Tag Archives | growth

Down With Sustainable Development! Long Live Convivial Degrowth!

Demonstration at the end of the Fourth International Conference on Degrowth in the German city of Leipzig from September 2-6, 2014. (Creative Commons http://leipzig.degrowth.org)

Demonstration at the end of the Fourth International Conference on Degrowth in the German city of Leipzig from September 2-6, 2014. (Creative Commons http://leipzig.degrowth.org)

Justin Hyatt writes at Common Dreams:

For anyone who recently attended the Fourth International Conference on Degrowth in Leipzig, Germany, listening in on conference talk, surrounded by the ecologically savvy, one quickly noticed that no one was singing the praises of sustainable development.

Nonetheless, development per se and all that this entails did take center stage, as a crowd of three thousand participants and speakers debated ongoing trends in the fields of environment, politics, economics and social justice.

Given that it may not be immediately clear why a rallying cry anchored to ecological principles would call for the demise of sustainable development – which in generic terms could be described as the environmentalist program dating back several decades – it seems that a clarification or two would be in order.

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Man Has Tooth Pulled From Nose

Credit: Hamed O. Al Dhafeeri, Abdulmajid Kavarodi, Khalil Al Shaikh, Ahmed Bukhari, Omair Al Hussain, Ahmed El Baramawy. American Journal of Case Reports. Via Live Science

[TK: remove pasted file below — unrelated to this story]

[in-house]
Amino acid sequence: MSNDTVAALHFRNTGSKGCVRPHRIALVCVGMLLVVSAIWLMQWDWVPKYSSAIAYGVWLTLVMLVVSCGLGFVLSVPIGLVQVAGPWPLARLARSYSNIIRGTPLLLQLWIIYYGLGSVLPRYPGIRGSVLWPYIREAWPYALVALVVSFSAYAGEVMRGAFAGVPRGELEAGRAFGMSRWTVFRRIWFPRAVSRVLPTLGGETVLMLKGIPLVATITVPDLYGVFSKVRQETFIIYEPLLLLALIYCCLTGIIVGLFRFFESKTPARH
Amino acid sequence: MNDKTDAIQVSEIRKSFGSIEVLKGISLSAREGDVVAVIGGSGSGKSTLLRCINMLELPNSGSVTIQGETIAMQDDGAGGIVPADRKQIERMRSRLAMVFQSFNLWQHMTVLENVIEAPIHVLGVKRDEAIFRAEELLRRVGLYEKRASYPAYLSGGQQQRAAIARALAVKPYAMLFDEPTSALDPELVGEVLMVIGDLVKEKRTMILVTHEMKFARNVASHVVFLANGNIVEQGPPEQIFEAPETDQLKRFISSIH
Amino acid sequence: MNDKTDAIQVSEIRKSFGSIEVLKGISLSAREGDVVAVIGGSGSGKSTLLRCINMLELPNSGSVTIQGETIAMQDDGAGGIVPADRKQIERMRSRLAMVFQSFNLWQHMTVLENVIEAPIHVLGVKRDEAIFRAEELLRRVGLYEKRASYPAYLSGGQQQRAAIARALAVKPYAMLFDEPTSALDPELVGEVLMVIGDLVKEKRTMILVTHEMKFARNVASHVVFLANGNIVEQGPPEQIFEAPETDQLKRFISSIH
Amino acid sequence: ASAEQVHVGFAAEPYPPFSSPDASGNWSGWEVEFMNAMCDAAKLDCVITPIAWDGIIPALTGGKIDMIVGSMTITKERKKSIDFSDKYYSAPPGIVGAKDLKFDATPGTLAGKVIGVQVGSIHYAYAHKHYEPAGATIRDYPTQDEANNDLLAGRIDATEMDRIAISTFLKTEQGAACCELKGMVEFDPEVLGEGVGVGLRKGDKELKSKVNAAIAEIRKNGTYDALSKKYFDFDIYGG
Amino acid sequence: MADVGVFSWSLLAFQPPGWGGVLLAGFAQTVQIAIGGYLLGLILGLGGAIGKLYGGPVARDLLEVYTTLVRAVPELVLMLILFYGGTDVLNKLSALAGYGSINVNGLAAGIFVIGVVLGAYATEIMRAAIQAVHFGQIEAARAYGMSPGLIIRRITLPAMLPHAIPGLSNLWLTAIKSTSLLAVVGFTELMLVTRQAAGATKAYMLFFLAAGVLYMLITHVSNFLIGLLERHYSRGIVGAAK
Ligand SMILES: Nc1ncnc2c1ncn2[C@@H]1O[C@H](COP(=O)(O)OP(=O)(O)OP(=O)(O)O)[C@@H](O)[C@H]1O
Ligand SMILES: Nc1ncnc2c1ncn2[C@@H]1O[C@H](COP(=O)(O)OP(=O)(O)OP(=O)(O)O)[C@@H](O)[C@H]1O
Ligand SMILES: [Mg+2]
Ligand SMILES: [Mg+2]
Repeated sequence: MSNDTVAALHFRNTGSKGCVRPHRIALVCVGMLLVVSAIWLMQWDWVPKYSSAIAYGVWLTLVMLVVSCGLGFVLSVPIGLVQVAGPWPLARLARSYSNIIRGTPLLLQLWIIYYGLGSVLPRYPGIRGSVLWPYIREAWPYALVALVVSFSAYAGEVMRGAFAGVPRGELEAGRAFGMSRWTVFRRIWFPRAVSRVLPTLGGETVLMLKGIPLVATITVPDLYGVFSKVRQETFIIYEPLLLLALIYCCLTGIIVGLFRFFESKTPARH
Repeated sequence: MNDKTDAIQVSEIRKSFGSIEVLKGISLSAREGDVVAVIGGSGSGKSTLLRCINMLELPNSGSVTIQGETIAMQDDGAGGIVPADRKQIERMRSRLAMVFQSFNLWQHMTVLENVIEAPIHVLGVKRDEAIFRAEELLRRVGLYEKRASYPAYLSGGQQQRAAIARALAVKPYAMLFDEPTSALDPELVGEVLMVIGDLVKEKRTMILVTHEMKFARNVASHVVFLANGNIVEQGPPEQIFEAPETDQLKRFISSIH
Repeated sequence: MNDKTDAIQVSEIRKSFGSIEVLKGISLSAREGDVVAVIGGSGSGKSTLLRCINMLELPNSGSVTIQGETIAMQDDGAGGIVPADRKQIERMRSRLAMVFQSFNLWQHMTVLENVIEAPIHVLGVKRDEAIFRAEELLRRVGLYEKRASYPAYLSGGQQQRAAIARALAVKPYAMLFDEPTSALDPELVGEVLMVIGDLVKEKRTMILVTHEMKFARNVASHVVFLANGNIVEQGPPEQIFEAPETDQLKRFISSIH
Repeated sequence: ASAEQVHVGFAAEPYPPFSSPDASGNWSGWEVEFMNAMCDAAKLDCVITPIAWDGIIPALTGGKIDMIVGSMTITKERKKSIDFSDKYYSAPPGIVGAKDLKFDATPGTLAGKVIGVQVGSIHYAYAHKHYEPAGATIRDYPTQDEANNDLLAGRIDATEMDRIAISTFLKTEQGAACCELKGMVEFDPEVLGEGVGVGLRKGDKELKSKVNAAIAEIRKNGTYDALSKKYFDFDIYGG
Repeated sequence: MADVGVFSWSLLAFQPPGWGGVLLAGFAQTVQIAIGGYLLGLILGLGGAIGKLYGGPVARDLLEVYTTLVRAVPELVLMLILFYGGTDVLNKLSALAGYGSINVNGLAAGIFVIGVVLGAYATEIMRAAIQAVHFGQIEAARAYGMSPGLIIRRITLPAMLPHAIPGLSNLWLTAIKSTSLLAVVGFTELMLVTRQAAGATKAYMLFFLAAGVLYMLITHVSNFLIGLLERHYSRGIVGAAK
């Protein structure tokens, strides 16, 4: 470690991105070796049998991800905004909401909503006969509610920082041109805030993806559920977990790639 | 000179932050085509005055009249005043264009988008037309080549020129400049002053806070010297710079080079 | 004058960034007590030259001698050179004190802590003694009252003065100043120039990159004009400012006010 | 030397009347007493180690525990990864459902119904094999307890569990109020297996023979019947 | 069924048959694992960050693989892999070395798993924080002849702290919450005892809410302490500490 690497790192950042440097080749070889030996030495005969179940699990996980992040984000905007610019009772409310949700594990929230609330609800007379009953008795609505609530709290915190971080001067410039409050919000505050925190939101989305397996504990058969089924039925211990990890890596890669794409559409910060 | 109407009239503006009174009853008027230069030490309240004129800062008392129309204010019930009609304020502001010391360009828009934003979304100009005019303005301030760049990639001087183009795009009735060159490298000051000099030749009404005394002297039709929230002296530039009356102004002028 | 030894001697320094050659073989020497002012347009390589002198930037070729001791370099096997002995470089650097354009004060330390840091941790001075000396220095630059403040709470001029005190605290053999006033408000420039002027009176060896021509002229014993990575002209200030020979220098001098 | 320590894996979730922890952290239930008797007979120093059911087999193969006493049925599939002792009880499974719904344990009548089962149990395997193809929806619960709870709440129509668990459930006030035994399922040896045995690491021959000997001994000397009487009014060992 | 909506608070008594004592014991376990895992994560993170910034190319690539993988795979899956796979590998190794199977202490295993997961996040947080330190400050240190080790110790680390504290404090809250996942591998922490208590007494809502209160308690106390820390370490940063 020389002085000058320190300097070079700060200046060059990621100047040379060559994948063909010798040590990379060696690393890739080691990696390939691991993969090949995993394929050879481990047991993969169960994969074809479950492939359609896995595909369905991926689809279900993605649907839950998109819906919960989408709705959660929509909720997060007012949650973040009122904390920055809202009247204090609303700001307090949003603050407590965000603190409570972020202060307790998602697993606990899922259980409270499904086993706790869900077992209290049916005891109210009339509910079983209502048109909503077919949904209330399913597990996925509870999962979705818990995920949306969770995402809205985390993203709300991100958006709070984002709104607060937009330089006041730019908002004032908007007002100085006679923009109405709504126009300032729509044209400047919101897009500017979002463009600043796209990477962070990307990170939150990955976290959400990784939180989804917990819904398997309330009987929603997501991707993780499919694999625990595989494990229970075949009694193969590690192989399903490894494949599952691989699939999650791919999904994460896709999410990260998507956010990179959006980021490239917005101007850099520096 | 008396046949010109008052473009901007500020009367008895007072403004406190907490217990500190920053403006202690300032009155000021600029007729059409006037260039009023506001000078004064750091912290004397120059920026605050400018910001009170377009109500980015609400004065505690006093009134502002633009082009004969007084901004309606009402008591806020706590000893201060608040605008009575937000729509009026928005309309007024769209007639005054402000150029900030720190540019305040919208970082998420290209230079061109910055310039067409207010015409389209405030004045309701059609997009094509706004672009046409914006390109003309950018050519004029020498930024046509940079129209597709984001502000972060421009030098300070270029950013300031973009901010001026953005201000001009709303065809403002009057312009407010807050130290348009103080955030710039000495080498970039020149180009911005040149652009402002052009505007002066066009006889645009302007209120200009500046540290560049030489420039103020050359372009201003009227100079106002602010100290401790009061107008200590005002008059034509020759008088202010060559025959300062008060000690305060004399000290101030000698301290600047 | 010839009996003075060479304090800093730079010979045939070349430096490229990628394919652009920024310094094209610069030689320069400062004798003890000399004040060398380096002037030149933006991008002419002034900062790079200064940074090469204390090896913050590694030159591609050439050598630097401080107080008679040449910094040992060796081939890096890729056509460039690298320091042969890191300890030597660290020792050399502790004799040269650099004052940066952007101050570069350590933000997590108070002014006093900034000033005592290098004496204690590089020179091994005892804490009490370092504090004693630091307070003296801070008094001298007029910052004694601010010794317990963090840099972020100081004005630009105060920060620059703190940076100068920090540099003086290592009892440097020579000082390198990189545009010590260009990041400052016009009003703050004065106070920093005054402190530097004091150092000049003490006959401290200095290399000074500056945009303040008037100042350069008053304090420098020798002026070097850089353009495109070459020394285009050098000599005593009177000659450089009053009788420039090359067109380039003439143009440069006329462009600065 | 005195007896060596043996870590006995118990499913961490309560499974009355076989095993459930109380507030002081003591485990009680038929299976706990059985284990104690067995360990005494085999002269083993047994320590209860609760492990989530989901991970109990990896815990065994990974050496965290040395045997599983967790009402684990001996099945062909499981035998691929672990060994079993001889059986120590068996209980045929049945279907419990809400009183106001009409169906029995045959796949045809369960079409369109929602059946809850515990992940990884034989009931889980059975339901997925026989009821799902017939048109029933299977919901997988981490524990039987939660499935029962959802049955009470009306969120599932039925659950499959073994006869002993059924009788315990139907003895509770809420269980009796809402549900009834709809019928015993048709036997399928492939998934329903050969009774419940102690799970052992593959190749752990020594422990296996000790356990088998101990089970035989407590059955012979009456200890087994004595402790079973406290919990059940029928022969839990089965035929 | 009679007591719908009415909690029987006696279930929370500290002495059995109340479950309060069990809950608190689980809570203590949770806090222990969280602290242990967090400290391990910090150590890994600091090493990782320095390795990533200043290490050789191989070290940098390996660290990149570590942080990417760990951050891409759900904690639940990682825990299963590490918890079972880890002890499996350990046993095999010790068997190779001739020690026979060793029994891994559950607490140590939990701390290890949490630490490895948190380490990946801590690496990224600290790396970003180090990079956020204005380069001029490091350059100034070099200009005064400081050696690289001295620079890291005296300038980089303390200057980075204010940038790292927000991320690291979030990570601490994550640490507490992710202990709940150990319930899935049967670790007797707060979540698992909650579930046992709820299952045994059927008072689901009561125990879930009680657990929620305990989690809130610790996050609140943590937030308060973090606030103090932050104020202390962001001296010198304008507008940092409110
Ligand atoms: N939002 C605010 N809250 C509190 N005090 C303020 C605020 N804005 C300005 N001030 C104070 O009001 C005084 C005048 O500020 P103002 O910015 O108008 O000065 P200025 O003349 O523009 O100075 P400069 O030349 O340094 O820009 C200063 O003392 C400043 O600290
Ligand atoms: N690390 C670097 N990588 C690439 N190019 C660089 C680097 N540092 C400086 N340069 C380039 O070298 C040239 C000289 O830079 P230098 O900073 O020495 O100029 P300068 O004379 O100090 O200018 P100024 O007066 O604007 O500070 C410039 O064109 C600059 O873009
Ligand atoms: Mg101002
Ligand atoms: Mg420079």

Credit: Hamed O. Al Dhafeeri, Abdulmajid Kavarodi, Khalil Al Shaikh, Ahmed Bukhari, Omair Al Hussain, Ahmed El Baramawy. American Journal of Case Reports. Via Live Science.

Man’s frequent nosebleeds caused by tooth inside his nasal cavity.

via Live Science:

Nosebleeds are common among children and young adults, but one young man’s frequent nosebleeds turned out to have a rather unusual cause: He had a tooth in his nose, according to a new report of his case.

After suffering from nosebleeds once or twice a month for three years, the 22-year-old man in Saudi Arabia consulted a doctor, who found an ivory-white, bony mass, about half an inch (1 centimeter) long in the man’s nose. The doctors then consulted with dentist colleagues, who concluded that the mass was actually an extra tooth that had somehow ended up growing in his nose, according to the report.

The patient had a well-aligned and complete set of teeth in his mouth, according to the report.

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Learning New Ideas Alters Brain Cells

Pic: Jens Langner (PD)

Pic: Jens Langner (PD)

Phineas Gage proved that matter could affect consciousness.  Now, Shernaz Bamji and Stefano Brigidi of the University of British Columbia have proven the reverse is also true.  Looks like the “hardwiring” in our brains isn’t so hard:

A new University of British Columbia study identifies an important molecular change that occurs in the brain when we learn and remember.